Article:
I Walked with a Zombie (1943)

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*. This is a title that gets a lot of love from film aficionados because it’s one of the Val Lewton’s RKO horror features and is directed by the very capable Jacques Tourneur. But aside from that . . .
*. Lewton and Tourneur do their part. The idea was to do a sort of proto-mash-up of Jane Eyre with zombies. Which is an interesting idea (and well ahead of its time). And Tourneur comes through with some nice suspense sequences and atmosphere.

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*. But there are fundamental problems, several of which you’ll notice right away in the opening credits.
*. In the first place, despite this being a short film (only 69 minutes), it’s rather sloppy. As the opening credits run we see a shot of Betsy (Frances Dee) and the zombie Carrefour (Darby Jones) walking along the beach. But as Kim Newman notes on the DVD commentary, this scene “has no place in the narrative at all.” We never get back to it and it remains difficult to place.
*. The credits are also a bit misleading when it comes to the screenplay being based on a story. In fact it was loosely inspired by a magazine article on zombies that Lewton then gave to the screenwriters, who he instructed to make a script using Jane Eyre as the narrative backbone.
*. A final noteworthy credit is the warning that “The characters and events depicted in this photoplay are fictional. Any similarity to actual persons, living, dead, or possessed, is purely coincidental.” Groan.

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*. I wish it was a bit longer. Not that it isn’t well paced, but on a first viewing the kinky family dynamics weren’t entirely clear to me. Also there were gaps, like the aforementioned walking-on-the-beach intro that is never explained, or when a big deal is made of Betsy losing the patch of cloth that’s to protect her and then nothing comes of it. Was the cloth important or not?
*. The result feels more like a curiosity than a great movie.

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*. Take the role of women. It’s often remarked that the blacks on the island are fairly portrayed, and not just presented as racial stereotypes. But what is more surprising to me is how it is the women in the movie who are all the dynamic characters. Betsy is the main character (the Jane Eyre figure) and we’re never sure how much she’s scheming her way into Paul’s bed. Mrs. Rand is a voodoo priestess who seems to have been behind Jessica’s transformation. The maid Alma is another figure who makes things happen, introducing Betsy to the world of voodoo. And finally Jessica is a force from beyond the grave, still managing to control the lives of those around her even in a catatonic state.
*. Who do we think the hero of this film is? Do we trust Betsy? I’m not sure I do. Paul is a bit of a wimp. Mrs. Rand is a killer. Wes is a cad for screwing around with his brother’s wife and then looking to talk Betsy into doing away with her (“You could do it. You’re a nurse. You have the drugs.”) And Jessica is a “wicked woman,” leading Wes to his destruction.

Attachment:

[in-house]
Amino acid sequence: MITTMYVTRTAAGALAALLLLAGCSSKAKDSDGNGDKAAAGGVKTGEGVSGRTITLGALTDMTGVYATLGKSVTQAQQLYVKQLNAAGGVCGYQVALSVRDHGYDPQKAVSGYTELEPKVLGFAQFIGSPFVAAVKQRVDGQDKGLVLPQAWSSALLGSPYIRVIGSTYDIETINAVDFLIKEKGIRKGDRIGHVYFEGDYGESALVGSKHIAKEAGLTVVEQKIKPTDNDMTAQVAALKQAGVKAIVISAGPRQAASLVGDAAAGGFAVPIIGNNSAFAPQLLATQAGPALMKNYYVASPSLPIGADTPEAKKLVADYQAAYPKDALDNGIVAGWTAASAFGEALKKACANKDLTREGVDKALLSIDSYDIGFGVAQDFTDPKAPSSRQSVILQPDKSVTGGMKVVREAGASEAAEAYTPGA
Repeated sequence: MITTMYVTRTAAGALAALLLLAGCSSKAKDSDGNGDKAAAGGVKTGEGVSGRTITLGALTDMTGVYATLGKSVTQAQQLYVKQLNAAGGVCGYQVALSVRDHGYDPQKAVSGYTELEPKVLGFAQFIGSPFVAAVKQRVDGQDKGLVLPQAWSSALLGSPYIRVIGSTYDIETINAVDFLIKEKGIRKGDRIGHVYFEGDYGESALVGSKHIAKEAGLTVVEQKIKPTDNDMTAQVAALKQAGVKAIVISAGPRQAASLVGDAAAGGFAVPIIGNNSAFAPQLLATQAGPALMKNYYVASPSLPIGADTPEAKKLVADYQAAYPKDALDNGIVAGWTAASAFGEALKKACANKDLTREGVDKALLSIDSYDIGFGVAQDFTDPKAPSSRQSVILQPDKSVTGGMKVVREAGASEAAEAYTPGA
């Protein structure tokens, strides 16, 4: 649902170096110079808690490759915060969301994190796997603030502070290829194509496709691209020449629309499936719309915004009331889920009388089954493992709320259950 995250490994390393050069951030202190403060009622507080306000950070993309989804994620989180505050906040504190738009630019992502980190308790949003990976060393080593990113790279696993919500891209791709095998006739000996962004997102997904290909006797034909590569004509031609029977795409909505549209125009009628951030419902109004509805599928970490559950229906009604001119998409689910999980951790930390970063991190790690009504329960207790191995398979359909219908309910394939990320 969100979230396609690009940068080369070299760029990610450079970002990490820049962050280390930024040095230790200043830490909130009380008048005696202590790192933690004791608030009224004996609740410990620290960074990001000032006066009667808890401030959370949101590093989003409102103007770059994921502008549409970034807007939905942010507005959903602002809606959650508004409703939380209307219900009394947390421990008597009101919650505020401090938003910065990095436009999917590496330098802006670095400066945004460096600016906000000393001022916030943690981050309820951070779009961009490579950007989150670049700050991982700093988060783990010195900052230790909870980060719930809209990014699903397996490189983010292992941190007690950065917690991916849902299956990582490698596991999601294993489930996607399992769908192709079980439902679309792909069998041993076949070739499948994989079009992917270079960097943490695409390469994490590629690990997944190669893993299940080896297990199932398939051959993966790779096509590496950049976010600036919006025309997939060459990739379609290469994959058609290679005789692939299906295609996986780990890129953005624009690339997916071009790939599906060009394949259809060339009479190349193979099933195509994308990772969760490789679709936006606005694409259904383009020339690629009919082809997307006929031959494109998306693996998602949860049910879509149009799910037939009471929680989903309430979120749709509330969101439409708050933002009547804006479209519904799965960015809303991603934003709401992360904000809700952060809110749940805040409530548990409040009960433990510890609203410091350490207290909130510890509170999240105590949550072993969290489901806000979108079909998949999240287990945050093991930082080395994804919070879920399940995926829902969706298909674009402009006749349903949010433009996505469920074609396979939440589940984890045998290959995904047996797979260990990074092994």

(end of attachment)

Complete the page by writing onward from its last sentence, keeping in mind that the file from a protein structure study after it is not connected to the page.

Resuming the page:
*. Jane Eyre was also the inspiration for Rebecca, which is actually a source I see more of here. The plot is archetypal Brontë material (the young woman supplanting the somehow incompatible first wife), but the extras are all out of Du Maurier.You can even hear that film in Betsy’s arrival at Fort Holland (“from the gate it seemed slightly dreamlike”) and Paul’s surprised declaration to her (“You think I loved Jessica and wanted her back?”). These are almost quotations. And in her washed-out somnolence, Christine Gordon’s Jessica is more a portrait of a lady than a figure of flesh and blood.
*. Frances Dee is interesting to look at. She has a pointed chin that makes her face look a bit triangular full-on, and like a crescent moon in profile. When you marry that oddness to a rigid, professional demeanour you don’t quite trust her. Is she an honest caregiver, or is she cunningly hunting down Paul? Reader, she marries him.

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*. The photography is in love with shadows. Not in the noir (or Warner Bros.) style of blocks of expressive darkness that reveal and conceal, but as artful patterns. The most frequent pattern is that made by the slatted doors and blinds, which cast horizontal bars everywhere. But there are also intricate patterns of foliage and other devices. It’s a world where, in David Thomson’s words, “every frond and finger throws a shadow.”

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*. So, no it’s not a great movie. It’s usually classified as a horror film but I think only because it has “zombie” in the title (and Lewton hated that title). It’s not scary or particularly suspenseful. And while the Caribbean Gothic angle is a good one, it isn’t developed enough to be compelling. In other words, it looks like what it is: a B-movie tossed off quickly and cheaply by a talented director without a lot of help. It’s definitely worth seeing, but I rate it a big step down from Cat People, not to mention a false start for the forging of a zombie mythology.

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